We stood under the school’s Coat of Arms with its Motto of “Those things that are best” written in the Greek language. I looked at my High School Ring with that same emblem on its black onyx stone in gold. To our right was the Main Auditorium where the big musicals and plays are performed.. “It seats over 2,000,” our guide pointed out. To the left is the small theater where one acts, concerts, debates and special events are held.
But these were not here in 1961 when you graduated. This was built in 1967 so it’s the new addition. I looked at my wife of 44 years. “See we’re still newly weds as it was built in the same year as we were married.”

The guide walked us to the old main staircase which has seen thousands of students since 1907 as they rushed up and down it terrazzo tiled steps holding onto oak railings set on iron grill work. I could see myself taking a wrong turn and going up the down staircase. Didn’t they make a movie about that? While thinking this we were already walking up those hallowed stairs and standing in front of a solid wood door. A plaque read, the Ernest Hemingway Room.
A voice was coming out of the restored room as it looked back in the early 1900’s when Hemingway attended Oak Park High School. A voice was coming out of the room. I edged closer to it opening.

“Never send to know for whom the bell tolls, it tolls for thee.”

I peaked in and there stood a man in a heavy wool sweater, graying beard and short hair combed to the side. He closed the book and turned. His eyes met mine. I was startled but dared not turn away. “Could it be he?” I thought. I walked into the historically restored room with its “black board” trimmed in oak still in use. The large windows had the Oak Park River Forest coat of arms in stained glass about half way up the panels of glass. Behind me entered our tour group and in front of me this figure of distinction seemed to evaporate before my eyes. I picked up the book. The title read, “For Whom the Bell Tolls” by Ernest Hemingway.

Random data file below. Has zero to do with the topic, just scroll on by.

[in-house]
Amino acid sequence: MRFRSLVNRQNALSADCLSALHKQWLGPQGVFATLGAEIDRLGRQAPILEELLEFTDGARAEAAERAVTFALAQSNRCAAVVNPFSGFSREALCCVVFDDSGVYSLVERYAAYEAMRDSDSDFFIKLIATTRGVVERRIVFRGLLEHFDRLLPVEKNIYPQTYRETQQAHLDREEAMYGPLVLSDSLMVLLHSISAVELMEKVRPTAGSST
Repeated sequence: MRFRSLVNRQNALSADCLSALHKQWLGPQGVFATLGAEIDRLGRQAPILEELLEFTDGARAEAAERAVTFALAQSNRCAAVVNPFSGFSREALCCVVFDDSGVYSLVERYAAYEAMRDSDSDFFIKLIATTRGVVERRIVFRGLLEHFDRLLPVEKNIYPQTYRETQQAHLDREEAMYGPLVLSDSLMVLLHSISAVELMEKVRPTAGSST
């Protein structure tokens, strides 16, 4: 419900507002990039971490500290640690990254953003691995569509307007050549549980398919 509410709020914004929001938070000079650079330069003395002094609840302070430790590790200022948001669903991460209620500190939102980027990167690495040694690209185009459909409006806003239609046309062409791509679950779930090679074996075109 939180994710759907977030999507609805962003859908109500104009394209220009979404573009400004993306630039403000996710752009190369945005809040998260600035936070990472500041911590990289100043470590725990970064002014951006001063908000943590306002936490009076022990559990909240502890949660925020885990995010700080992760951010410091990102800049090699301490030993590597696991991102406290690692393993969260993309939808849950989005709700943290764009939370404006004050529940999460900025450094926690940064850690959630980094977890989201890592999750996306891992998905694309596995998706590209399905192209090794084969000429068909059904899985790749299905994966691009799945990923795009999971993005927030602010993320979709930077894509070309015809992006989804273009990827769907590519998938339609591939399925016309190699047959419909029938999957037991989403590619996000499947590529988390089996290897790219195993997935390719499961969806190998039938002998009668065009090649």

I stood near the doorway watching but nothing happened. Echoing in the halls however were voices but not those of other tour groups.

“I come to bury Caesar not to praise him.”

“Veni, Vidi, Vici,” “I came, I saw, I conquered.”

“Habemus Papam” “We have a Pope.”

I slipped out wondering where these voices echoing Latin phrases and Shakespearean lines emanated. I found myself at the doorway of the Latin Room for classical studies.
The sunlight had broken through the clouds and streams of sun rays illuminated the bust of Julius Caesar, another made the marble desk in the room’s center glow and yet another shone on the murals on the walls depicting scenes of ancient Rome. Then in a corner a young man clothed not in a Toga but in Roman War attire stood with hand raised up.

“Hail Caesar.” Augustus stood before me. “I came to Rome when it was a city of brick and I leave it a city of marble,” he shouted.

The clanging of swords on shields was replaced by the chatter of our tour group. My wife took my picture standing next to Julius Caesar and I felt warmth coming out of the statue. This was becoming overwhelming for me. It seemed that all the classics were coming alive.